Most organizations that fall under the shadow of government and industry regulations have established an internal...
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mechanism to deal with the requirements. Banks, healthcare and companies conducting online credit card transactions are the most diligent. So how can security consultants assist these organizations with their regulatory compliance efforts? Is there a checklist you can follow to assess an organization's state of compliance? It's not that easy.
Regulations can be divided into two broad categories: Those that have explicated information security requirements and those that do not. Some regulations state in general terms that information of certain types must be protected, but the regulations do not stipulate how. Government regulations tend to be general. For example, HIPAA for health care, SOX for publicly traded companies and GLB for financial organizations fall under this category. Other regulations provide checklists of explicit technologies and security controls that are required for an organization to be compliant. PCI/CIP for Visa and MasterCard, NERC for the electrical utilities and FISMA  for the government, address specific security and auditing controls that are detailed in checklists.
Government regulations are based around broader reaching goals, with information security a part of a means to the end but not the entire focus. These regulations want to see that an organization is making a reasonable effort to protect its information, but to do so the regulations rely on a secondary standard. ISO/IEC 17799:2005 Information technology - Security techniques - Code of practice for information security management  is a perfect standard to satisfy the secondary requirements of the general regulations like HIPAA, SOX and GLB. These engagements tend to have:
The deliverable is a detailed report of findings that provide a matrix-based gap analysis of the results compared against the ISO standard selected, which in turn, if the auditors agree, satisfy the information security requirements of the regulations. Before you jump into the project, always discuss the deliverable with the customer's auditors. They are the end consumers of your report. If you cannot speak to the auditors, ask to review the last audit report and get an understanding of the auditors' interpretation of the problem areas and how they would fix them.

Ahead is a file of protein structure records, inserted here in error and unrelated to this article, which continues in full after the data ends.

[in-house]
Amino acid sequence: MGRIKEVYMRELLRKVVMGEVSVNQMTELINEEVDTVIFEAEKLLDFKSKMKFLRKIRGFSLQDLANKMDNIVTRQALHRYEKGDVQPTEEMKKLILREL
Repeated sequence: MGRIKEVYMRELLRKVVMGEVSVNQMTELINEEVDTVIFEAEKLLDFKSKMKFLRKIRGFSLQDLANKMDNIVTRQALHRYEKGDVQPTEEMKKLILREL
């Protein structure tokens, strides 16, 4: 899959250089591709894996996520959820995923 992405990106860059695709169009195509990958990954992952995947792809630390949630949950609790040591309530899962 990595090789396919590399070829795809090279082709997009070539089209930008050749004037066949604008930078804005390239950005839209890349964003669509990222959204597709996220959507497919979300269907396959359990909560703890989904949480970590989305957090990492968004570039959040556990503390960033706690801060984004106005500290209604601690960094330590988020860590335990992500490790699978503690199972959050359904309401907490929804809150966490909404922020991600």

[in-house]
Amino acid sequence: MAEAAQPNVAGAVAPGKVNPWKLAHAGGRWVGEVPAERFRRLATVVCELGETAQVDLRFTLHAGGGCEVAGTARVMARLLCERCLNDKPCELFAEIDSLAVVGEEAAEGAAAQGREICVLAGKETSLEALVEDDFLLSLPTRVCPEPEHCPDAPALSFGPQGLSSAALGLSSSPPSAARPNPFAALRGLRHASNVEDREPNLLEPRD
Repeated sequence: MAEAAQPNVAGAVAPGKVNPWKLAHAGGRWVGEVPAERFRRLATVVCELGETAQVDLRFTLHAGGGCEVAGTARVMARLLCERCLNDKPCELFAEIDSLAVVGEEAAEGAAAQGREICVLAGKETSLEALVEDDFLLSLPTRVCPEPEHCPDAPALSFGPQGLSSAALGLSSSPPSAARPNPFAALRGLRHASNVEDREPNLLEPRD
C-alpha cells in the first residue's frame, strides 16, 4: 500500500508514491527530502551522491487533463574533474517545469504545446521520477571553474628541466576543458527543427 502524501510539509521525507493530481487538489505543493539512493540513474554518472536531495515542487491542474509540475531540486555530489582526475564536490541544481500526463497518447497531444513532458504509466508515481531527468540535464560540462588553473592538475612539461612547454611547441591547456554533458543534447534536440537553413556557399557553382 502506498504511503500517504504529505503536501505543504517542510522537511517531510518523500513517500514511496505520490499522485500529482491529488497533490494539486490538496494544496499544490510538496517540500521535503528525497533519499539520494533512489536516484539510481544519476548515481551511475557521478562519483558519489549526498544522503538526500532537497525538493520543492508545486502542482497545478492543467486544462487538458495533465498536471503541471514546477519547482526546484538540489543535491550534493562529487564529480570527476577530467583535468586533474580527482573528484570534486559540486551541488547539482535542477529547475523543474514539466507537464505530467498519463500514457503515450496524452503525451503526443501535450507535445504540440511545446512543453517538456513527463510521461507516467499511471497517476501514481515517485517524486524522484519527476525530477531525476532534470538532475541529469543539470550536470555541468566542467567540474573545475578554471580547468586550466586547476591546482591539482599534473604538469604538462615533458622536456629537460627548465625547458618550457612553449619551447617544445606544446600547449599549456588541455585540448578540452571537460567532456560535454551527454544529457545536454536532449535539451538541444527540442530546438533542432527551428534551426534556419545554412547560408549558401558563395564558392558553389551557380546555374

Other regulations, like PCI/CIP, NERC and FISMA, are much more technology focused. They call for explicit configurations, technologies and controls. They come with checklists that spell out the standards of compliance for each sub-section of the larger rules. In many ways these engagements are cleaner. You don't have to do much interpreting of the requirements. However, I have run into situations that need some clarification. It is good to find an insider within the regulator organization that can give you advice. The deliverable, again, is a detailed report of findings that provide a matrix-based gap analysis of the results compared against the regulation. Use the checklists provided.
At the end of the day, regulations that define information security standards have an underlying goal: make an organization place appropriate resources and effort toward maintaining a reasonably secure network to protect sensitive information. The rules exist because organizations were not taking care of this on their own. Without the rules, sadly, many organizations that should insist on due diligence, would not to save money and headaches. Approach a compliance engagement with the underlying goal in mind. Compare them against a secondary standard like ISO 17799 or the checklist. Write a report. Try to find the root cause of problems, and all will be well.
Health Insurance Portability and Accountability Act
Sarbanes-Oxley Act of 2002 (Pub. L. No. 107-204, 116 Stat. 745, also known as the Public Company Accounting Reform and Investor Protection Act of 2002)
Gramm-Leach-Bliley Act, also known as the Gramm-Leach-Bliley Financial Services Modernization Act, Pub. L. No. 106-102, 113 Stat. 1338
Federal Information Security Management Act of 2002 ("FISMA", 44 U.S.C. § 3541, et seq.) is a United States federal law enacted in 2002 as Title III of the E-Government Act of 2002 (Pub.L. 107-347, 116 Stat. 2899).
About the author
Adam Rice is a Manager at VeriSign's Global Security Consulting. VeriSign's Global Security Consulting Services help Fortune 500 companies understand corporate security requirements, navigate the maze of diverse regulations, identify security vulnerabilities, defend against and respond to attacks, reduce risk, and meet the security compliance requirements of your business and industry. Adam has authored several white papers and technical articles on security professional services and emerging threats to the Internet community. He has an extensive background working in security professional services product development and business delivery.